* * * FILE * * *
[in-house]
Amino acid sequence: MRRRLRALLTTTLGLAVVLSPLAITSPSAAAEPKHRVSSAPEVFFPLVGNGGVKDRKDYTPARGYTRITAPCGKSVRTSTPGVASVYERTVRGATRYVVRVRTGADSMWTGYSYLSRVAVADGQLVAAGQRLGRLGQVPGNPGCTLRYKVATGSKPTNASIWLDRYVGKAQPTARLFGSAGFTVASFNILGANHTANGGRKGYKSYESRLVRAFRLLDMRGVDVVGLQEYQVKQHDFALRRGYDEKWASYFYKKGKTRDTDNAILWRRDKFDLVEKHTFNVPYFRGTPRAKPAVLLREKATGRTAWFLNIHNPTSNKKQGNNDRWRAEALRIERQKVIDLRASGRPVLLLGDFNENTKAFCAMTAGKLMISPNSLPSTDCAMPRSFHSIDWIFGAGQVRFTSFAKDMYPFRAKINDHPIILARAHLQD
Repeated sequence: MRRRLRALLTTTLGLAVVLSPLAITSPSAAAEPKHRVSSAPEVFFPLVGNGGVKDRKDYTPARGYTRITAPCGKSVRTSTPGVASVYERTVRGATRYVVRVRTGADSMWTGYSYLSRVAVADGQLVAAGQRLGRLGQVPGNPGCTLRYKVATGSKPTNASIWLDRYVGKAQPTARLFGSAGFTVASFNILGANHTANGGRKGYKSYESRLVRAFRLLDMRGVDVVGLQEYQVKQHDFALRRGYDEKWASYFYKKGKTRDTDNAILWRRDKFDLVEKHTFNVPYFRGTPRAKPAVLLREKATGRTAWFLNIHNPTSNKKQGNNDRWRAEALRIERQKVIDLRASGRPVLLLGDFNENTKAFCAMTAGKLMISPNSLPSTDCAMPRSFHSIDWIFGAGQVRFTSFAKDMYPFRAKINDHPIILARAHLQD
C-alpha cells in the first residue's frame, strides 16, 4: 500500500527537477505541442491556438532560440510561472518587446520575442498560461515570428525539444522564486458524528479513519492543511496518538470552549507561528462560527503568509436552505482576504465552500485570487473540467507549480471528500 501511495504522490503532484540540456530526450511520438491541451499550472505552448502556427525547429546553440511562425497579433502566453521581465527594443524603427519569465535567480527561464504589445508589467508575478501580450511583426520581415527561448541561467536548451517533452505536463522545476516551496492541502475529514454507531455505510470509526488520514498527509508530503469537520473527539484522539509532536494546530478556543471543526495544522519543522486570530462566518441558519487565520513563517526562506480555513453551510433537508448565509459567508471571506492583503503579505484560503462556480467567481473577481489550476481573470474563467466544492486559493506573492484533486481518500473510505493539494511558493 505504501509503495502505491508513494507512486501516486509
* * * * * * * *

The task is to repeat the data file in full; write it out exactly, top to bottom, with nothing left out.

[in-house]
Amino acid sequence: MRRRLRALLTTTLGLAVVLSPLAITSPSAAAEPKHRVSSAPEVFFPLVGNGGVKDRKDYTPARGYTRITAPCGKSVRTSTPGVASVYERTVRGATRYVVRVRTGADSMWTGYSYLSRVAVADGQLVAAGQRLGRLGQVPGNPGCTLRYKVATGSKPTNASIWLDRYVGKAQPTARLFGSAGFTVASFNILGANHTANGGRKGYKSYESRLVRAFRLLDMRGVDVVGLQEYQVKQHDFALRRGYDEKWASYFYKKGKTRDTDNAILWRRDKFDLVEKHTFNVPYFRGTPRAKPAVLLREKATGRTAWFLNIHNPTSNKKQGNNDRWRAEALRIERQKVIDLRASGRPVLLLGDFNENTKAFCAMTAGKLMISPNSLPSTDCAMPRSFHSIDWIFGAGQVRFTSFAKDMYPFRAKINDHPIILARAHLQD
Repeated sequence: MRRRLRALLTTTLGLAVVLSPLAITSPSAAAEPKHRVSSAPEVFFPLVGNGGVKDRKDYTPARGYTRITAPCGKSVRTSTPGVASVYERTVRGATRYVVRVRTGADSMWTGYSYLSRVAVADGQLVAAGQRLGRLGQVPGNPGCTLRYKVATGSKPTNASIWLDRYVGKAQPTARLFGSAGFTVASFNILGANHTANGGRKGYKSYESRLVRAFRLLDMRGVDVVGLQEYQVKQHDFALRRGYDEKWASYFYKKGKTRDTDNAILWRRDKFDLVEKHTFNVPYFRGTPRAKPAVLLREKATGRTAWFLNIHNPTSNKKQGNNDRWRAEALRIERQKVIDLRASGRPVLLLGDFNENTKAFCAMTAGKLMISPNSLPSTDCAMPRSFHSIDWIFGAGQVRFTSFAKDMYPFRAKINDHPIILARAHLQD
C-alpha cells in the first residue's frame, strides 16, 4: 500500500527537477505541442491556438532560440510561472518587446520575442498560461515570428525539444522564486458524528479513519492543511496518538470552549507561528462560527503568509436552505482576504465552500485570487473540467507549480471528500 501511495504522490503532484540540456530526450511520438491541451499550472505552448502556427525547429546553440511562425497579433502566453521581465527594443524603427519569465535567480527561464504589445508589467508575478501580450511583426520581415527561448541561467536548451517533452505536463522545476516551496492541502475529514454507531455505510470509526488520514498527509508530503469537520473527539484522539509532536494546530478556543471543526495544522519543522486570530462566518441558519487565520513563517526562506480555513453551510433537508448565509459567508471571506492583503503579505484560503462556480467567481473577481489550476481573470474563467466544492486559493506573492484533486481518500473510505493539494511558493 505504501509503495502505491508513494507512486501516486509